And it is this that I am so leery of, and sadly, have seen creep into other formerly Service-focused venues, where once the "Paywall" is built, the quality evaporates.

I suspect that a point-by-point comparison of the 25-odd most popular distros is beyond the scope of this forum.

Zorin 16 is, at bottom, Ubuntu 20.04, with all the functional, reliability and security plusses and minuses of that generation of Ubuntu and the underlying kernel used for that generation. The two are similar/identical in terms of reliability and security; functionality is in the eye of the beholder, and largely a matter of (often heated) opinion -- more or less useless in terms of objective analysis.

The only path to a comprehensive comparison between the different distros is, as I see things, a careful examination of Distrowatch information with respect to each distro, paying particular attention to the "Full Package List" of the different distros, researching the differences as needs be. That might be a resource for you.


While I understand your view, and have witnessed from M$, Canonical and gnome, I wonder what you are specifically looking for. Everyone's experience will be different, due to preference, hardware and their own opinions. One person that has a simple issue could state that it's the worst OS ever, while someone who fights to get every piece of new hardware to work on a Linux OS may state it's the best in the world. It is based on perception and less on comparable fact because of the various hardware combinations and opinions possible.

I am running an Asus Tuf Gaming A17 laptop with Zorin 16 and Win 10 dual boot. I have two Samsung 970 NVMe terabyte drives and 32 gigs of ram. My experience is that it has run faster than Ubuntu, Pop OS, Puppy OS and Xubuntu (if only comparing Linux Distros). It also performs better than Win10. Applications open faster, it takes no time to list the contents of the drive in the file explorer. Since the alpha build of 16 it has been a stable, efficient, fast OS that has only improved with hardware support and minor (mostly aesthetic) bug fixes. Security and kernel updates are frequent to attain the support intended by the development team. I personally don't use gnome and have been running cinnamon while also testing XFCE and KDE environments. Not once has Zorin 16 ever slowed or faltered.

You want direct comparison, download and try it. It seems what you are looking for is the literal explanation of the experience, and nothing we will say is going to satisfy your curiosity or be enough to convince you of it's performance. Even graphs and numbers would be called into question by your skepticism. It is free...try it. If you find it to be everything you wanted an are looking for, consider supporting the development so it doesn't fall to the wayside and disappear. If you don't find it to meet your needs, you've lost nothing but time and a few write cycles. Your skepticism will create doubt until you try it for yourself.

Whatever you decide, please don't put these volunteers down for attempting to share the experience and enlighten you to the positive experience that Zorin has been to them. This is both disrespectful and shows what you think of others' opinions, saying much of your character.

I do hope this has been helpful and will aid you in your decision.


It's rock solid, stable, performance is great. Give it a try, they have free versions.

As for Quality Evaporation, that ain't happening here with Zorin.. It gets better and better each release. Obviously there will be those that wouldn't agree, depending on their needs and/or hardware. But the vast majority will..

For me, I'll pay (support) and it'll, like 337Harvey said, out perform everything
else I've tried prior. And I'll be happy with my choice. Yet again...


It seems to me, as has been pointed out before, in the Gnu Linux world you have to, first of all, be clear about what you are looking for and how much knowledge you have.
In my case, since I come from Windows, it was always clear to me that I should look for a similar distribution, at least aesthetically. Besides, I am not a geek. I want everything to work in the simplest possible way. I'm not interested in spending several minutes using the terminal to enter commands.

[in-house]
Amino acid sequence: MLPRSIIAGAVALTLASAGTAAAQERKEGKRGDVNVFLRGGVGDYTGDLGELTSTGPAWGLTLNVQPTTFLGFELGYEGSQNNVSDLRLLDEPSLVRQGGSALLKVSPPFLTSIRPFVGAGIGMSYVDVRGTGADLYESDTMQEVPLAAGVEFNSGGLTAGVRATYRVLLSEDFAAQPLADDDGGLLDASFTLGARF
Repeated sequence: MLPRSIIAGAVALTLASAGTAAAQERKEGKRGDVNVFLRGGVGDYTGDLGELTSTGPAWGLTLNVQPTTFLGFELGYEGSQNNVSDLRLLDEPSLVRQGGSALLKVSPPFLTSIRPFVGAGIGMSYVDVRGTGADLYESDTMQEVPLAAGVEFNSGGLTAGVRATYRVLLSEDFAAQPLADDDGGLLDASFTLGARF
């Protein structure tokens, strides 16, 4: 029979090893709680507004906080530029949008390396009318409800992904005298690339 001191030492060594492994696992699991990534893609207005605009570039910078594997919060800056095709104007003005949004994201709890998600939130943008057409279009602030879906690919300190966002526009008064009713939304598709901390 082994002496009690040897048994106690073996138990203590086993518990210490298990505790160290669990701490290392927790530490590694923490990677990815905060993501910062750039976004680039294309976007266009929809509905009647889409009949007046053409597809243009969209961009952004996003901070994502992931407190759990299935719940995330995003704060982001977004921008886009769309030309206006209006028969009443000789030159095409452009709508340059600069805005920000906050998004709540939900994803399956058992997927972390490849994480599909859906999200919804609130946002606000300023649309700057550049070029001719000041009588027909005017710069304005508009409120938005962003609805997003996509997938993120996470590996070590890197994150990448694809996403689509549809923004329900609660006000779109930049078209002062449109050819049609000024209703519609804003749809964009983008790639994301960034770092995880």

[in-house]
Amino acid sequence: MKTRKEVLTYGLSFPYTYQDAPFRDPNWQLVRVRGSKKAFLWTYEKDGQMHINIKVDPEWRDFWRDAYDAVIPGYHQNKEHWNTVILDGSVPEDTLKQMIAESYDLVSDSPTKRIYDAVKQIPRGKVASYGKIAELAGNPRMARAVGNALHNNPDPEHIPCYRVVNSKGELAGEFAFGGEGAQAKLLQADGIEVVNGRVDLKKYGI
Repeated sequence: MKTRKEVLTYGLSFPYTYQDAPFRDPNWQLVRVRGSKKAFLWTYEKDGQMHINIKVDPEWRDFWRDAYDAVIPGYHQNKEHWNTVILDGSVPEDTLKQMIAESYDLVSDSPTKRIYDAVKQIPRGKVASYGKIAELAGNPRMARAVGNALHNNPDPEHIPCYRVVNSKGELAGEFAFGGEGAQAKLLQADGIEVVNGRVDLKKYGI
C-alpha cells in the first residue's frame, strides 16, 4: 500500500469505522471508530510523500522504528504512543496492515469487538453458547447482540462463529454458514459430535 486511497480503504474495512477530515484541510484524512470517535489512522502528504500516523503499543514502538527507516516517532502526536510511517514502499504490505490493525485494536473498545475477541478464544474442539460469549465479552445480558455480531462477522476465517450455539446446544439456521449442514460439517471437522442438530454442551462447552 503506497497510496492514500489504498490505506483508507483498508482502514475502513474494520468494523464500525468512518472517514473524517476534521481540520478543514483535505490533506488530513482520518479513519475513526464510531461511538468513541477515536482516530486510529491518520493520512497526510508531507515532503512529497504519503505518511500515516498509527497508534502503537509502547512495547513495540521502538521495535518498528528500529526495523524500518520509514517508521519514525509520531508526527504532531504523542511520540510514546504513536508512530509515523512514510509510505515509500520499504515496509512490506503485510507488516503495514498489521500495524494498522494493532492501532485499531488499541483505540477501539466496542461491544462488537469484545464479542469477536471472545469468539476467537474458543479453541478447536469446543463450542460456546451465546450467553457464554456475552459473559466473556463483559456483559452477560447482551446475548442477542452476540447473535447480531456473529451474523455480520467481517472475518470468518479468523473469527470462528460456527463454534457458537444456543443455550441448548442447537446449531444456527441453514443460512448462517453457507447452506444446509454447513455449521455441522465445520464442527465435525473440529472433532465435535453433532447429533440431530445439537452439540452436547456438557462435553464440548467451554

Zorin Os meets all these expectations. It is stable, fast, and has a familiar environment.
I think that there is no one distribution that is better than another. The important thing is that you feel comfortable with it, and that it meets your expectations.


Just to clarify, in case someone not at all familiar with Zorin reads this thread:

(1) Zorin OS has four editions -- Ultimate/Pro, Core, Lite and Education. Core, Lite and Education are free; Ultimate/Pro costs $39 USD.

(2) Core includes a selection of installed apps similar to Ubuntu and most other distros, specifically including (in light of your comment) LibreOffice. Core is more than adequate for most users.

(3) Ultimate/Pro adds (a) the convenience of a boatload of pre-installed software, (b) extended desktop theming, and (c) installation support. All of the pre-installed software is available in the repository; the difference is that Core users have to install the software and Ultimate/Pro users do not.

I would encourage you to take a look at the download page, and specifically this chart at the bottom of the page:

To put this in perspective, the Ultimate/Pro ISO is about 4.2GB (Zorin OS 15), while the Core ISO is 1.6GB. With Ultimate/Pro, users are paying for the convenience of pre-installed software, extended desktop theming, and installation support. That's it.

To look at this from a different direction, Artyom Zorin said in a Forbes interview a few years ago that Ultimate/Pro edition customers have made it possible for Zorin OS to thrive and remain a full-time project. That's worth something, it seems to me, particularly for those of us who wish to support the Linux communities from which we benefit.


About distrowacht and ranking.
Some channel about linux

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Although no one should take Distrowatch rankings seriously, some do. However, the idea that "Distrowatch is Manipulating You", as the screenshot suggests, is absolute nonsense.

According to Distrowatch: "DistroWatch Page Hit Ranking statistics are a light-hearted way of measuring the popularity of Linux distributions and other free operating systems among the visitors of this website. They correlate neither to usage nor to quality and should not be used to measure the market share of distributions."

It is hard to be much clearer than that, but that doesn't stop people from thinking that Page Hit Rankings correlate to market share, and, human nature being what it is, gaming the system is probably more common than most people would expect.

As P.T. Barnum said ...